More than money – the drive towards sustainable finance
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Sustainable finance has been gathering significant momentum as climate change becomes a top priority.
Going green is gradually becoming a core part of many business strategies, from retail and manufacturing and even financial services.
This investing approach, which evaluates a company’s environmental, social and governance performance alongside traditional financial metrics, has been seeing an uptick since the pandemic as investors and financers recognise that companies that commit to addressing climate issues stand to realise greater business opportunities in the future.
When leading property provider Bruntwood SciTech secured a new three year, £95m facility to fund its ambitious future growth and investment strategy, its CEO pointed out the fund aligned with its own ambitions to become net zero.
The sustainability-linked loan was secured from NatWest, Lloyds Bank, Santander and HSBC UK to fund its growth and investment strategy.
Announcing the fund in May, Kate Lawlor, chief executive of Bruntwood SciTech, said: “Our innovation clusters are powering the future of the UK knowledge economy, providing the environments and ecosystems that companies in the science and tech sector need to form, scale and grow.
“We’re continuing to see significant demand for our specialist workspaces and labs and this new funding agreement gives us the platform to accelerate our growth responsibly and sustainably and perfectly aligns with our pledge to be net zero carbon by 2030.”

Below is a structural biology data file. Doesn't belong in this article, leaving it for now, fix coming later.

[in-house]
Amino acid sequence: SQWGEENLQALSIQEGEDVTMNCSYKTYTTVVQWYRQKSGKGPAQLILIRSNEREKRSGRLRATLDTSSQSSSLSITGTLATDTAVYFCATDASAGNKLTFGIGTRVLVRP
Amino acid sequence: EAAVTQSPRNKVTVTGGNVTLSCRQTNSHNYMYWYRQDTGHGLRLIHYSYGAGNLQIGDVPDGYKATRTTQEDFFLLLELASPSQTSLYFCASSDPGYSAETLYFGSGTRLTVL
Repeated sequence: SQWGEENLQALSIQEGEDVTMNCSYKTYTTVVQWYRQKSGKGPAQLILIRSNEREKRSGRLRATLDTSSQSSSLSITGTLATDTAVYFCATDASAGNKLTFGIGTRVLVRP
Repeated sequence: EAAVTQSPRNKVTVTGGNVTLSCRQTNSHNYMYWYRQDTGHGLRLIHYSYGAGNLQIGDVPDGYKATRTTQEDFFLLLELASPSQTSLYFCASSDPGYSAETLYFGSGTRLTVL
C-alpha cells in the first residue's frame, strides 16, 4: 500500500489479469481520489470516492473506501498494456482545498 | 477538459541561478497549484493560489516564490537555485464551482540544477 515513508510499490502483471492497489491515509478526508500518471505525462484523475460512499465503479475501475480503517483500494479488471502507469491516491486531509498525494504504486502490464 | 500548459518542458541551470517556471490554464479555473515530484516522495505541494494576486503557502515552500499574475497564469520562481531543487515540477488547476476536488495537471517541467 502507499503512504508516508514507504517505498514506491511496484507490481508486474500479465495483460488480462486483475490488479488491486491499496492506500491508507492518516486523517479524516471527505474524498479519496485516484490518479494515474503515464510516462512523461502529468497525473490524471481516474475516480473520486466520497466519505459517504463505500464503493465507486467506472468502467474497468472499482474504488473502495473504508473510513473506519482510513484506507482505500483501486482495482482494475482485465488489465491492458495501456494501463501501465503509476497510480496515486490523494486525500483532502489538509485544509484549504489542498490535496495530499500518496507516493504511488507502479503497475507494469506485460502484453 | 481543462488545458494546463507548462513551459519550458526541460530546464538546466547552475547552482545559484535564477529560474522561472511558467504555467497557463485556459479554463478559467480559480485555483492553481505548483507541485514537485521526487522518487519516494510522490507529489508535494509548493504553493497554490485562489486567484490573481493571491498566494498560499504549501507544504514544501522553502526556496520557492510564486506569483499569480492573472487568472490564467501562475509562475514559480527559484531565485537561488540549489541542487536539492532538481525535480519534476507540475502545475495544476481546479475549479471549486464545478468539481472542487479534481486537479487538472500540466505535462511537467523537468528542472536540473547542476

Also in May, McBride, the UK cleaning and laundry products maker, signed a €175m sustainability-linked revolving credit facility that is tied to a pledge by the company to sharply ramp up its energy from renewable sources.
Three sustainability performance targets were incorporated in the facility, including objectives relating to renewable energy, recycling and responsible sourcing.
Successful achievement of the annual targets results will result in the earning of a discount on the margin of the facility.
Construction firm Willmott Dixon is also backing sustainability to play key role in regional growth.
It also secured a revolving credit facility worth £50m, which will be tied to its net-zero carbon commitments.
The level of interest paid on the facility will depend on the company achieving its net-zero accomplishments in the coming years.
In September 2020, Willmott Dixon pledged that all its new-build and refurbishment projects would be net-zero carbon in operation by 2030, while its own operations should also be net-zero by that time. The company said it has reduced carbon-emissions intensity from its own operations by 61 per cent since 2010.
The facility, aligned to sustainability principles developed by the Loan Market Association, is one of the first sustainable finance facilities of its kind in the construction sector. It is coordinated by HSBC and is being funded in equal part by them, Lloyds Bank and Santander UK.
As Mark Carney said in 2019: “Achieving net zero emissions will require a whole economy transition – every company, every bank, every insurer and investor will have to adjust their business models…this isn’t about funding only deep green activities or blacklisting dark brown ones…We need fifty shades of green to catalyse and support all companies toward net zero.”
In the Circle North West is an online sustainability conference taking place on June 30, focusing on the opportunities and investments that will seek to transform the region’s economy. Check out the speaker line-up and agenda, and book your free place at www.inthecircle.co.uk/the-north-west-agenda/